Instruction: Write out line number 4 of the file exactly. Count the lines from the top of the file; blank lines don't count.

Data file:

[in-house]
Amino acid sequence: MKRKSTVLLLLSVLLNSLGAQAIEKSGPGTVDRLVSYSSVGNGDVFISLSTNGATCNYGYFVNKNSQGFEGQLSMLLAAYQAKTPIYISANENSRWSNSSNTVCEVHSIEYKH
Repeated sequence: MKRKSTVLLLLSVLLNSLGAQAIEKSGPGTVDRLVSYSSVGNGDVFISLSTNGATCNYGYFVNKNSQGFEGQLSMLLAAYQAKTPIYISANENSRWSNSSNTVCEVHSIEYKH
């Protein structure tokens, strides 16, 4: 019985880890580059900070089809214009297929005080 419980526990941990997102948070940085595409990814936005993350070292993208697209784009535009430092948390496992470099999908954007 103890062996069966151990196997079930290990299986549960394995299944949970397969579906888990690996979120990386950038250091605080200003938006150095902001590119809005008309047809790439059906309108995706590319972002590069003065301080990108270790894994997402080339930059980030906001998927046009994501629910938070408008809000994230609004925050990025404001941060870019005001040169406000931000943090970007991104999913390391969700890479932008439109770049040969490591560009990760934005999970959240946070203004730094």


């Protein structure tokens, strides 16, 4: 019985880890580059900070089809214009297929005080 419980526990941990997102948070940085595409990814936005993350070292993208697209784009535009430092948390496992470099999908954007 103890062996069966151990196997079930290990299986549960394995299944949970397969579906888990690996979120990386950038250091605080200003938006150095902001590119809005008309047809790439059906309108995706590319972002590069003065301080990108270790894994997402080339930059980030906001998927046009994501629910938070408008809000994230609004925050990025404001941060870019005001040169406000931000943090970007991104999913390391969700890479932008439109770049040969490591560009990760934005999970959240946070203004730094």